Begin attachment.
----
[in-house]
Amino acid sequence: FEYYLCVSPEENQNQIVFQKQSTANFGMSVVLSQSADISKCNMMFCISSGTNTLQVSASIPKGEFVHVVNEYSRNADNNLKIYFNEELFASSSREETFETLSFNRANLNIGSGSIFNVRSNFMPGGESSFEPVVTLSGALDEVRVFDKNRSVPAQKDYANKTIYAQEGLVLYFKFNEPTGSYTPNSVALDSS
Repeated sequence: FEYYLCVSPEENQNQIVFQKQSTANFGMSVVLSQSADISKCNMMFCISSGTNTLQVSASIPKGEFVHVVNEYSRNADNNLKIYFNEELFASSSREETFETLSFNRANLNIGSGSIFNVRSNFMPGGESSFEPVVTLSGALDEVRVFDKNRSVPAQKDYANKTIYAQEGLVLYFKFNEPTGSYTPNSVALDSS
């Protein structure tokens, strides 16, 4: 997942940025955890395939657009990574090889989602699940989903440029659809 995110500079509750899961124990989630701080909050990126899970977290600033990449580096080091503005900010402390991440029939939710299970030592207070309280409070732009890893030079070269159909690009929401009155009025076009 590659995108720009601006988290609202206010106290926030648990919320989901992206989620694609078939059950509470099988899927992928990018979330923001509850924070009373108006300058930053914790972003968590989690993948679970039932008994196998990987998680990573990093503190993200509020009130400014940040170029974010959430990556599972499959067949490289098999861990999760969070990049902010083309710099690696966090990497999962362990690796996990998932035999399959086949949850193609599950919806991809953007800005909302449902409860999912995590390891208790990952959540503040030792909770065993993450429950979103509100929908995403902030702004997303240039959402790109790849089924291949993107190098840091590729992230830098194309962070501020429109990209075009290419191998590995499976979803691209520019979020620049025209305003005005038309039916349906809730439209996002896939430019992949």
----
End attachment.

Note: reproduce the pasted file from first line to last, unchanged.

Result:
[in-house]
Amino acid sequence: FEYYLCVSPEENQNQIVFQKQSTANFGMSVVLSQSADISKCNMMFCISSGTNTLQVSASIPKGEFVHVVNEYSRNADNNLKIYFNEELFASSSREETFETLSFNRANLNIGSGSIFNVRSNFMPGGESSFEPVVTLSGALDEVRVFDKNRSVPAQKDYANKTIYAQEGLVLYFKFNEPTGSYTPNSVALDSS
Repeated sequence: FEYYLCVSPEENQNQIVFQKQSTANFGMSVVLSQSADISKCNMMFCISSGTNTLQVSASIPKGEFVHVVNEYSRNADNNLKIYFNEELFASSSREETFETLSFNRANLNIGSGSIFNVRSNFMPGGESSFEPVVTLSGALDEVRVFDKNRSVPAQKDYANKTIYAQEGLVLYFKFNEPTGSYTPNSVALDSS
């Protein structure tokens, strides 16, 4: 997942940025955890395939657009990574090889989602699940989903440029659809 995110500079509750899961124990989630701080909050990126899970977290600033990449580096080091503005900010402390991440029939939710299970030592207070309280409070732009890893030079070269159909690009929401009155009025076009 590659995108720009601006988290609202206010106290926030648990919320989901992206989620694609078939059950509470099988899927992928990018979330923001509850924070009373108006300058930053914790972003968590989690993948679970039932008994196998990987998680990573990093503190993200509020009130400014940040170029974010959430990556599972499959067949490289098999861990999760969070990049902010083309710099690696966090990497999962362990690796996990998932035999399959086949949850193609599950919806991809953007800005909302449902409860999912995590390891208790990952959540503040030792909770065993993450429950979103509100929908995403902030702004997303240039959402790109790849089924291949993107190098840091590729992230830098194309962070501020429109990209075009290419191998590995499976979803691209520019979020620049025209305003005005038309039916349906809730439209996002896939430019992949």